Cricket Out Rules: Forms of dismissals or ways to get out in cricket

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Cricket Out Rules or ways to get out in cricket is an interesting topic to discuss. Taking wickets in matches is crucial to the fielding team and even compulsory for the teams to win test matches. Being Indians, most of us know about the common terminologies and rules related to cricket, but have you ever wondered how many ways a batsman can get out apart from the most regular ways we normally witness in matches?

ways to get out in cricket

Cricket Out Rules – ways to get out in cricket

Here is a list of dismissals approved by ICC, all the ways a batsman can actually get out:

1- Bowled

bowled out

Perhaps the most common way a batsman can get out is when the ball bowled by the bowler causes at least one of the bails to be dislodged from above the stumps or if at least one of the stumps is struck off the ground. It has to be a legal delivery and the ball must not be touched by the umpire or the wicketkeeper before the ball hits the stumps.

2- Caught


If the batsman hits the ball or if it is deflected off the batsman’s gloves/bat after being delivered by the bowler and it is caught by any of the 11 players of the fielding team without the ball touching the ground, then the batsman is ‘caught out’. If the ball is caught by the wicketkeeper then a more specific term for the dismissal might be ‘caught behind’ and if the bowler manages to catch the ball then the dismissal is known as ‘caught and bowled’.

Cricket Out Rules – ways to get out in cricket 

3- Leg Before Wicket (LBW)


If the ball first hits a batsman’s body other than the gloves/bat which would have otherwise gone on to hit the wicket, then the batsman is adjudged LBW. However, the batsman is given not out if the ball pitched on the leg side (outside leg stump) or if the ball pitched outside off and the umpire feels that the batsman was really attempting the ball instead of leaving it intentionally. It is the third most common type of dismissal in cricket.

4- Stumped


If on a particular delivery, a wicketkeeper after collecting the ball behind the wicket, dislodges the bails/stumps of the wicket while a batsman stays out of crease then the mode of dismissal awarded to the batsman is known as stumped out. The wicketkeeper must not dislodge the bails/stumps of the wicket before collecting the ball and all parts of the batsman’s body including the bat must remain outside the crease. A batsman can get stumped out even on a wide delivery.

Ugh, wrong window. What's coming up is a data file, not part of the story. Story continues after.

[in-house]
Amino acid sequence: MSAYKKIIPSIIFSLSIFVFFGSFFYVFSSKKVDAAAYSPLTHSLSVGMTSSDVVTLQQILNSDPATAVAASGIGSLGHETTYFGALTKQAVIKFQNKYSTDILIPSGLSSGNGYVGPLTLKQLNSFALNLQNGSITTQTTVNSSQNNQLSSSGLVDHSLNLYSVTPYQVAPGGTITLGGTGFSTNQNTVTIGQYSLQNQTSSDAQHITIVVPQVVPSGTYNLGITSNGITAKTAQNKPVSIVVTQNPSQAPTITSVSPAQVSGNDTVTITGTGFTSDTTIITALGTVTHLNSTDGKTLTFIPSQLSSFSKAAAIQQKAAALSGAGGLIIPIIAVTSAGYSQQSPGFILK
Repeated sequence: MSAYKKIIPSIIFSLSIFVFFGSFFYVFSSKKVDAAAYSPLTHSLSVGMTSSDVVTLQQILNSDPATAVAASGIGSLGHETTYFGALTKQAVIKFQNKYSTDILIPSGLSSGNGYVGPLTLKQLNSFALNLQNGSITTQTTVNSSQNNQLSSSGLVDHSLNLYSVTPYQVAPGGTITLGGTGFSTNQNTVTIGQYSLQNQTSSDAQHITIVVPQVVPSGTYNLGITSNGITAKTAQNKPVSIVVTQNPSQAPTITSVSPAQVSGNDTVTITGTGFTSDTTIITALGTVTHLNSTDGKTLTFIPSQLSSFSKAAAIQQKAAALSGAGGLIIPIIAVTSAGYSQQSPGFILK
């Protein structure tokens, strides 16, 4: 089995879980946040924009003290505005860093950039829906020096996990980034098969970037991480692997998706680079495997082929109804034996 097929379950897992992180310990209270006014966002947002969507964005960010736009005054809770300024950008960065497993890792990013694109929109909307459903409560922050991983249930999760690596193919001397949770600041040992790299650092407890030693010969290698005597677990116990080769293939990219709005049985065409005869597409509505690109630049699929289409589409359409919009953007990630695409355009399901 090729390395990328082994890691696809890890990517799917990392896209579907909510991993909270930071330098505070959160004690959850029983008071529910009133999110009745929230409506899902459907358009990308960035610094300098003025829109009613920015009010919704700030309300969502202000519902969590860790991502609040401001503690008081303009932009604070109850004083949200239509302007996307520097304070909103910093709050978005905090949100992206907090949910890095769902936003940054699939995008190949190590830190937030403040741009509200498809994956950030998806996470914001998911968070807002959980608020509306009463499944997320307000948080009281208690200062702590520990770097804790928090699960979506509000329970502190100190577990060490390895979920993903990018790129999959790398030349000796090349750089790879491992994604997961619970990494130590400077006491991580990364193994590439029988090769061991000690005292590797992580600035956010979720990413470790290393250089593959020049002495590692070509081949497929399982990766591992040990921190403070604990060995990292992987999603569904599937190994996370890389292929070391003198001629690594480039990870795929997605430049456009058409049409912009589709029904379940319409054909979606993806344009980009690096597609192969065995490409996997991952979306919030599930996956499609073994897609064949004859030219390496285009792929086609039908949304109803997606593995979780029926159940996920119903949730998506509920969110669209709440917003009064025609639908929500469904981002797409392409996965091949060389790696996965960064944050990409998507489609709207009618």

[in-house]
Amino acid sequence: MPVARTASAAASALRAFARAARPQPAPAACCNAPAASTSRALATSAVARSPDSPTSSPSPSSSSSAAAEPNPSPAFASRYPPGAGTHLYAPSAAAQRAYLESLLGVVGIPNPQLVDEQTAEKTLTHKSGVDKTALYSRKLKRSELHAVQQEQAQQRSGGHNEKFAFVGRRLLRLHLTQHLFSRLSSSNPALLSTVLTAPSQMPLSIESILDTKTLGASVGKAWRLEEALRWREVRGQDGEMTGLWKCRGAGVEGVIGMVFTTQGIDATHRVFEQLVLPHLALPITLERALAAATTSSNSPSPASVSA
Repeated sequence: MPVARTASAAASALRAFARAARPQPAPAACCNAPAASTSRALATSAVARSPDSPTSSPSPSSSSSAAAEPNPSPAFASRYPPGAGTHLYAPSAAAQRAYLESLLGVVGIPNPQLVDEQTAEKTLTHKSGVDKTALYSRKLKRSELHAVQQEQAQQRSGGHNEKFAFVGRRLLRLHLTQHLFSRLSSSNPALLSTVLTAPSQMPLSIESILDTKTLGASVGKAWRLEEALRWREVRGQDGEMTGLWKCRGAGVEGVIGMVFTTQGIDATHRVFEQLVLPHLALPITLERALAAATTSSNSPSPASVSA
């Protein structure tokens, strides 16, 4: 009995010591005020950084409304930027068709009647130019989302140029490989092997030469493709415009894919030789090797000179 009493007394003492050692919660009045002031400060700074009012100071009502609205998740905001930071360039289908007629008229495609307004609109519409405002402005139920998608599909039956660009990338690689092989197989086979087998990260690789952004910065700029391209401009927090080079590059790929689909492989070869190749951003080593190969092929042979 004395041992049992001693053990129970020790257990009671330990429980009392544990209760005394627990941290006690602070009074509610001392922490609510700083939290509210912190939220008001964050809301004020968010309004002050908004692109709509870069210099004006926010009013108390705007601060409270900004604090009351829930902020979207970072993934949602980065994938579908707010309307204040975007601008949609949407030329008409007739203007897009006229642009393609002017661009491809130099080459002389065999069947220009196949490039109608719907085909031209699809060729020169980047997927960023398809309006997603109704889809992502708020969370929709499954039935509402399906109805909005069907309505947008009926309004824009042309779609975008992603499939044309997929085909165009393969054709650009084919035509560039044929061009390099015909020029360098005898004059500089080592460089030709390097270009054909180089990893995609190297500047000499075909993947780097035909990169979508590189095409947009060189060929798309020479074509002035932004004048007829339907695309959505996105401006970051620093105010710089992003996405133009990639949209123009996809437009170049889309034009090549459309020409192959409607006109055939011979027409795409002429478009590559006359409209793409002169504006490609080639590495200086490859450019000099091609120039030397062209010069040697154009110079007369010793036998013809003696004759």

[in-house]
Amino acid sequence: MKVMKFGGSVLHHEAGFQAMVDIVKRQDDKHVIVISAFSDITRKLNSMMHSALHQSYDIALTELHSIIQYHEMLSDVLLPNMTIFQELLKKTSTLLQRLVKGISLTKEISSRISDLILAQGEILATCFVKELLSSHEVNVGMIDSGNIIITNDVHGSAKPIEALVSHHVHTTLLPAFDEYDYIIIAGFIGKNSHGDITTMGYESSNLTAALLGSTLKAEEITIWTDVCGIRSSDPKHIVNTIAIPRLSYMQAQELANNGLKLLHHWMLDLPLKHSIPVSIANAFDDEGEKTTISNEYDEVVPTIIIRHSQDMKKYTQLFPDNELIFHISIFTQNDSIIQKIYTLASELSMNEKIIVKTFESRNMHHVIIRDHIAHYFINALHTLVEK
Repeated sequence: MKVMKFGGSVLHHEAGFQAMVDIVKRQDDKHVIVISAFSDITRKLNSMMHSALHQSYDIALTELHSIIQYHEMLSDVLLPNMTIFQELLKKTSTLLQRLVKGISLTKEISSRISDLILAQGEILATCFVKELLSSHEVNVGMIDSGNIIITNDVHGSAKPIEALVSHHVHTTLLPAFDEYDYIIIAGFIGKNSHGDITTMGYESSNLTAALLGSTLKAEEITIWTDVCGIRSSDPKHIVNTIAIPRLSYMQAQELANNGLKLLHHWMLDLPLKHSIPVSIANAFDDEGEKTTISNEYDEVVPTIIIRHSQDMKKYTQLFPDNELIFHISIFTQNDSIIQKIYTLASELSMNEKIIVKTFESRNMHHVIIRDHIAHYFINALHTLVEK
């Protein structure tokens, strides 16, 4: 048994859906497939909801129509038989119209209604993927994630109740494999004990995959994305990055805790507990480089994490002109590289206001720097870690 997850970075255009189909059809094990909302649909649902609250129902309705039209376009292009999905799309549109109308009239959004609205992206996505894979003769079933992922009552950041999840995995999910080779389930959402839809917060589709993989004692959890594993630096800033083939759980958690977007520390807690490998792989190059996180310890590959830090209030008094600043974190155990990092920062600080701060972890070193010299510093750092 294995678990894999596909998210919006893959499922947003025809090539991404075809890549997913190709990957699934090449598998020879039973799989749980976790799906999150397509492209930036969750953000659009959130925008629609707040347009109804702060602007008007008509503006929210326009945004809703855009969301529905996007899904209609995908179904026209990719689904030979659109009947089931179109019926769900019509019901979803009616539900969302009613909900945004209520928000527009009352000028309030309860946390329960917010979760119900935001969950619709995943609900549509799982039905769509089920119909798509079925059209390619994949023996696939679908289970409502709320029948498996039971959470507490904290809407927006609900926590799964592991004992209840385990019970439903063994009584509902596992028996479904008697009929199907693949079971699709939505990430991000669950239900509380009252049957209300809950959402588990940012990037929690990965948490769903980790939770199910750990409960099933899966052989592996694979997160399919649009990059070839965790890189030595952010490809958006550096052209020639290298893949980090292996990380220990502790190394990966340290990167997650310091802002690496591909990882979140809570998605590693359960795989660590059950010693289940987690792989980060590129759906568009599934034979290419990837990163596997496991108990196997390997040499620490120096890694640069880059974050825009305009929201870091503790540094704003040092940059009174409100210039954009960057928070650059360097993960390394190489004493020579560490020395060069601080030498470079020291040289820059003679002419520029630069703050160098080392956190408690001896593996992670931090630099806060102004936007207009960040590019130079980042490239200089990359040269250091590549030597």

Cricket Out Rules – ways to get out in cricket 

5- Run Out

run out

If any fielder hits the wicket on that end of the wicket on which the batsman is outside the crease while running between the wickets, then the form of dismissal is run out. In case both batsmen are outside crease, then the batsman closest to that wicket end is given out. If in a situation, the striker hits the ball and it goes on to hit the stumps at the runner’s end while the runner is out of crease then run out is given only if a fielder touches the ball before it hits the wicket.

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6- Obstructing the field

obstructing the field

If a batsman is found interrupting the game with his actions or words then the fielding team can appeal for this form of dismissal. Also, if a batsman while running between the wickets intentionally runs in a manner so as to obstruct the ball from the fielder from hitting the wicket, then the batsman might be dismissed under this category. Since 2017, “Handling the ball” was merged with this type of dismissal wherein the batsman is adjudged out if the batsman deliberately picks up the ball with his/her hand other than protecting oneself from it or giving it back to the fielder.

Cricket Out Rules – ways to get out in cricket 

7- Hit Wicket

hit wicket

If a batsman’s body or part of his gear (gloves/helmet) dislodges the bails/stumps of the wicket while he/she is attempting to play the ball or starting a run, then the batsman is dismissed under this category. However, diving into the wicket while running between the wicket is not given out.

8- Retired Out

retired out

If without the prior consent of an umpire, a batsman leaves the field, or even after the umpire’s consent, fails to come back to the crease during the play, then the batsman is given retired out. He/She can come back to the crease only after the fielding captain’s consent.

Ways to get out in cricket – Cricket Out Rules – cricket rules

Must Read: ICC Rules: Cricket Field Positions on Cricket Ground

9- Timed Out

timed out

A rare mode of dismissal in cricket, under which the fielding team can appeal for a batsman to be given out if a new batsman fails to arrive at the crease in a stipulated time limit after the fall of a wicket. The time limit is 2 minutes for a T20I match and 3 minutes for an ODI and a Test match. No batsman has been given time out in international cricket to date.

10- Hit the ball twice

hit the ball twice

If the batsman hits the ball twice deliberately after hitting the ball once while striking it, he/she can be given out under this form of dismissal. The second hit can also be with any body part of the batsman with the intention of saving the ball from hitting the wicket. No batsman has been given out in this category in international cricket.

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